An attempt to protect agriculture from the attacks of outside special interest groups has been shelved for the session.
Sen. John Kuehn of Heartwell decided to give up on his effort to add a “Right to Farm” to the state constitution after failing to secure enough votes to move forward.
Kuehn tells colleagues he wants to stop activist groups which target agriculture.
“There are individuals, activist groups and others who have no regard for what the facts and truth are, but simply have an agenda that says we will impede agriculture in whatever way possible,” according to Kuehn. “It’s not going to be with a broad sword and bold strokes. It will be incrementally, one regulation, one law at a time.”
Kuehn has voluntarily decided to table the measure for the session after concluding he didn’t have the votes needed to end a filibuster against it and move to a vote.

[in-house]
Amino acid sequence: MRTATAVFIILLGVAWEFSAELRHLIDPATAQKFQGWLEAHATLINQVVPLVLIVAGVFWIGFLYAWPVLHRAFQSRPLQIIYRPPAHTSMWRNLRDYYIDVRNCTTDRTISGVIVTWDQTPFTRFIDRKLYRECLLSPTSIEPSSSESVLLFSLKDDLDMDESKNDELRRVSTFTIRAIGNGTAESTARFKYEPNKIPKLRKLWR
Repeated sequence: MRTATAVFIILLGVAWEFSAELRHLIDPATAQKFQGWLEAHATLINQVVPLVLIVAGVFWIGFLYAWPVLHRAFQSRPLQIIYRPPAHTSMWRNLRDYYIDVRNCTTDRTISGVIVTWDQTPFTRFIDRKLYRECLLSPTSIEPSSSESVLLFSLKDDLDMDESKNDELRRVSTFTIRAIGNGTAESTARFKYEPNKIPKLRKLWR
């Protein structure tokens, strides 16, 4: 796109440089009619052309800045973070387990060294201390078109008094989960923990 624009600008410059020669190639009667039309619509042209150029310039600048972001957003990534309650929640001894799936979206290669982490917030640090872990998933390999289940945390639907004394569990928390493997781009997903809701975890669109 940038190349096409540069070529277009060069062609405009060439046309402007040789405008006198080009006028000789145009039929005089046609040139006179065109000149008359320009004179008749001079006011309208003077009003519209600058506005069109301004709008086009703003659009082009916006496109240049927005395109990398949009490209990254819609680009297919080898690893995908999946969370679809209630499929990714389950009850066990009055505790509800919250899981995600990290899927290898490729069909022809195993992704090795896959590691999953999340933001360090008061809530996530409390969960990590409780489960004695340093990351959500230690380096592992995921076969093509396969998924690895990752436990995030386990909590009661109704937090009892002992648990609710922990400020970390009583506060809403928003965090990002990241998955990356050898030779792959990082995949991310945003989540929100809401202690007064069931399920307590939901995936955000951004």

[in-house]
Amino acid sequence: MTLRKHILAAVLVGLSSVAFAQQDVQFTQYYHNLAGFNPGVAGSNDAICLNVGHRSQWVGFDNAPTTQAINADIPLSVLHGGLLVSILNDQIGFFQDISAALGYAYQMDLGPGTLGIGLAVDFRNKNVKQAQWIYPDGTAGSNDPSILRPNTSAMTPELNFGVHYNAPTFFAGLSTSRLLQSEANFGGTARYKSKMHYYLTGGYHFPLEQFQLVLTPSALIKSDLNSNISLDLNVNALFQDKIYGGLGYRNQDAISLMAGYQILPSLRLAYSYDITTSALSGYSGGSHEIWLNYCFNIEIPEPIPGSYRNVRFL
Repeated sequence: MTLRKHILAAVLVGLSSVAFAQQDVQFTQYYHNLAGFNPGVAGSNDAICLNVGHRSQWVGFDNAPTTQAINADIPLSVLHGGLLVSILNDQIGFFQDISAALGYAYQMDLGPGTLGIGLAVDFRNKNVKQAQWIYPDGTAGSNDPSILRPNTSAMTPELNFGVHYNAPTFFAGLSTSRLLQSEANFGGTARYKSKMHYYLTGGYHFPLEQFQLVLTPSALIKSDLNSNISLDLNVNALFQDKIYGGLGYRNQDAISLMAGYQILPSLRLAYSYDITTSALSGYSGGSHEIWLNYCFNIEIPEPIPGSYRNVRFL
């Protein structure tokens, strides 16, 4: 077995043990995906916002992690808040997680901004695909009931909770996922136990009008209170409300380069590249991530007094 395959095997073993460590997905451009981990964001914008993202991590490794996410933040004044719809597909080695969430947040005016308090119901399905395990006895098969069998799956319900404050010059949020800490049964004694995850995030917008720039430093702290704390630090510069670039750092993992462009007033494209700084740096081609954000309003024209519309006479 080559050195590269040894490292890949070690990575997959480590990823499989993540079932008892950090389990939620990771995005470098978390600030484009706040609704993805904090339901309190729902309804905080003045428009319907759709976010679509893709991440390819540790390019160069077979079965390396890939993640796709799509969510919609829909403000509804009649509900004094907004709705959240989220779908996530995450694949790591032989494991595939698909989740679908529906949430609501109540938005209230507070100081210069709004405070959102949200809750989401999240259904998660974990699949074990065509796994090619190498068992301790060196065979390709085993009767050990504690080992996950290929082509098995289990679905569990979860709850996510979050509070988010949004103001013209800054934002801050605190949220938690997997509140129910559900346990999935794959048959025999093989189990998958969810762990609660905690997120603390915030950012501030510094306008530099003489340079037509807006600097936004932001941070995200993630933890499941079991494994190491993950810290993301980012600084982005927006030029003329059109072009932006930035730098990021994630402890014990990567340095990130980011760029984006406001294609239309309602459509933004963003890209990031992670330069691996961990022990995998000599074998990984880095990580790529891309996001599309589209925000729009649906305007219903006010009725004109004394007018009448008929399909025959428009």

Sen. Burke Harr of Omaha tells colleagues the Unicameral protects Nebraska agriculture, adding that the resolution before the body would give agricultural land a higher right than other property.
“So, my question is why does it need to be constitutionally protected? What makes it so much more special than it is to any other profession?” Harr asks.
The measure caused a split in the rural community. Nebraska Farmers Union opposed it. The Nebraska Farm Bureau was officially neutral. Some rural legislators didn’t like the wording of LR 378 CA and argued it needed to be rewritten.
Sen. Jerry Johnson of Wahoo, chairman of the Agriculture Committee, points to the disagreements within agriculture in stating his opposition.
“If you were asked the question, should we have a right to farm who in agriculture or who in Nebraska would not say, sure, we need a right to farm? What I heard from testimony from most of these agencies, most of these support groups, was we support the concept of right to farm,” Johnson says, adding that no consensus had developed around LR 378 CA.